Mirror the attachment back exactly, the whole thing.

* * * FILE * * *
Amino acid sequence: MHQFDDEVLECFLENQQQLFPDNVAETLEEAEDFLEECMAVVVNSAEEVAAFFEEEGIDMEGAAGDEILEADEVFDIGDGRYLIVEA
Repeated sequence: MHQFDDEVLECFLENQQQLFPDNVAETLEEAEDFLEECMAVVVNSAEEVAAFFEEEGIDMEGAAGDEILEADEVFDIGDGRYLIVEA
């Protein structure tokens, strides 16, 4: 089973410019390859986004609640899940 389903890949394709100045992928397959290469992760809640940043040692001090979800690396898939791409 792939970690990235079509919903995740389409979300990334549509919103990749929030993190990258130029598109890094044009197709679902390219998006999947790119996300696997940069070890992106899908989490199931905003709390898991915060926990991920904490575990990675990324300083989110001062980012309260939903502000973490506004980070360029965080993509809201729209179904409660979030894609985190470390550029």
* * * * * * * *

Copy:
Amino acid sequence: MHQFDDEVLECFLENQQQLFPDNVAETLEEAEDFLEECMAVVVNSAEEVAAFFEEEGIDMEGAAGDEILEADEVFDIGDGRYLIVEA
Repeated sequence: MHQFDDEVLECFLENQQQLFPDNVAETLEEAEDFLEECMAVVVNSAEEVAAFFEEEGIDMEGAAGDEILEADEVFDIGDGRYLIVEA
């Protein structure tokens, strides 16, 4: 089973410019390859986004609640899940 389903890949394709100045992928397959290469992760809640940043040692001090979800690396898939791409 792939970690990235079509919903995740389409979300990334549509919103990749929030993190990258130029598109890094044009197709679902390219998006999947790119996300696997940069070890992106899908989490199931905003709390898991915060926990991920904490575990990675990324300083989110001062980012309260939903502000973490506004980070360029965080993509809201729209179904409660979030894609985190470390550029």